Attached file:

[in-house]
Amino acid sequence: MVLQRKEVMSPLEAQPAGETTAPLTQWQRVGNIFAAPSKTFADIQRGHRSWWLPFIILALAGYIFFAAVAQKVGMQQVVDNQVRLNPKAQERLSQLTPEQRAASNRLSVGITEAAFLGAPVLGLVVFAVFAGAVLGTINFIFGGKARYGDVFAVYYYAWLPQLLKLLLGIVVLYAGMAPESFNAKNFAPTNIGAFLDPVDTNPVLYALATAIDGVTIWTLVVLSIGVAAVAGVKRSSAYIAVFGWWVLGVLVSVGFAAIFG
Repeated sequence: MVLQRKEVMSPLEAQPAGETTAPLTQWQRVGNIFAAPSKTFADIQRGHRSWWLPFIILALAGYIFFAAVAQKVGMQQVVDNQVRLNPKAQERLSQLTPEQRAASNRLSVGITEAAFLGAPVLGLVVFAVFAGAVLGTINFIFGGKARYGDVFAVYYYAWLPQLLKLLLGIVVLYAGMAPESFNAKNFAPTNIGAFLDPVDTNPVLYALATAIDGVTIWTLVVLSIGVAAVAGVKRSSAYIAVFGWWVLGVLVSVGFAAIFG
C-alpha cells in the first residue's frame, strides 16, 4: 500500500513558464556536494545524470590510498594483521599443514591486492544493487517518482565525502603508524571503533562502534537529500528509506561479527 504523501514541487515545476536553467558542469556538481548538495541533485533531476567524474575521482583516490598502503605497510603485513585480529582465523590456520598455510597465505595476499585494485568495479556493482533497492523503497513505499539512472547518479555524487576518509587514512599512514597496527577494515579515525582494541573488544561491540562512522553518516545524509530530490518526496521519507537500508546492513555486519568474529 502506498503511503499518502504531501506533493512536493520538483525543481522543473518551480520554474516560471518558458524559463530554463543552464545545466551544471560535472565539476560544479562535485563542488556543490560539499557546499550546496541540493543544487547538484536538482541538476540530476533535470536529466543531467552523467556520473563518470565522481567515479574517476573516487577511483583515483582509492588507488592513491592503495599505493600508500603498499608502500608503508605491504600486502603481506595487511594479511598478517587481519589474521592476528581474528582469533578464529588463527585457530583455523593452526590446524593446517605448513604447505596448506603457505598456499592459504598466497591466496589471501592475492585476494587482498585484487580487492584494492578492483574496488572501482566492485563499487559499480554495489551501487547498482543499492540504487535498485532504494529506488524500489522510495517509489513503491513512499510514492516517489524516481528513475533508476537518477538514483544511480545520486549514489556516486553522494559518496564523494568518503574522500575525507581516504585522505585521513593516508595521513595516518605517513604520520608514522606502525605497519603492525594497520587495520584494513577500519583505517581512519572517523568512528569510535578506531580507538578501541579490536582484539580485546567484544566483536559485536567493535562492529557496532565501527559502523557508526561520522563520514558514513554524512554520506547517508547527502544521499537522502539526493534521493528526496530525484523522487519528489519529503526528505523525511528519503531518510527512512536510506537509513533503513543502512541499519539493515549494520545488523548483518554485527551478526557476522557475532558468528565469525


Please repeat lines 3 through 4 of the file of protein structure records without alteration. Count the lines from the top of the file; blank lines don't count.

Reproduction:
Repeated sequence: MVLQRKEVMSPLEAQPAGETTAPLTQWQRVGNIFAAPSKTFADIQRGHRSWWLPFIILALAGYIFFAAVAQKVGMQQVVDNQVRLNPKAQERLSQLTPEQRAASNRLSVGITEAAFLGAPVLGLVVFAVFAGAVLGTINFIFGGKARYGDVFAVYYYAWLPQLLKLLLGIVVLYAGMAPESFNAKNFAPTNIGAFLDPVDTNPVLYALATAIDGVTIWTLVVLSIGVAAVAGVKRSSAYIAVFGWWVLGVLVSVGFAAIFG
C-alpha cells in the first residue's frame, strides 16, 4: 500500500513558464556536494545524470590510498594483521599443514591486492544493487517518482565525502603508524571503533562502534537529500528509506561479527 504523501514541487515545476536553467558542469556538481548538495541533485533531476567524474575521482583516490598502503605497510603485513585480529582465523590456520598455510597465505595476499585494485568495479556493482533497492523503497513505499539512472547518479555524487576518509587514512599512514597496527577494515579515525582494541573488544561491540562512522553518516545524509530530490518526496521519507537500508546492513555486519568474529 502506498503511503499518502504531501506533493512536493520538483525543481522543473518551480520554474516560471518558458524559463530554463543552464545545466551544471560535472565539476560544479562535485563542488556543490560539499557546499550546496541540493543544487547538484536538482541538476540530476533535470536529466543531467552523467556520473563518470565522481567515479574517476573516487577511483583515483582509492588507488592513491592503495599505493600508500603498499608502500608503508605491504600486502603481506595487511594479511598478517587481519589474521592476528581474528582469533578464529588463527585457530583455523593452526590446524593446517605448513604447505596448506603457505598456499592459504598466497591466496589471501592475492585476494587482498585484487580487492584494492578492483574496488572501482566492485563499487559499480554495489551501487547498482543499492540504487535498485532504494529506488524500489522510495517509489513503491513512499510514492516517489524516481528513475533508476537518477538514483544511480545520486549514489556516486553522494559518496564523494568518503574522500575525507581516504585522505585521513593516508595521513595516518605517513604520520608514522606502525605497519603492525594497520587495520584494513577500519583505517581512519572517523568512528569510535578506531580507538578501541579490536582484539580485546567484544566483536559485536567493535562492529557496532565501527559502523557508526561520522563520514558514513554524512554520506547517508547527502544521499537522502539526493534521493528526496530525484523522487519528489519529503526528505523525511528519503531518510527512512536510506537509513533503513543502512541499519539493515549494520545488523548483518554485527551478526557476522557475532558468528565469525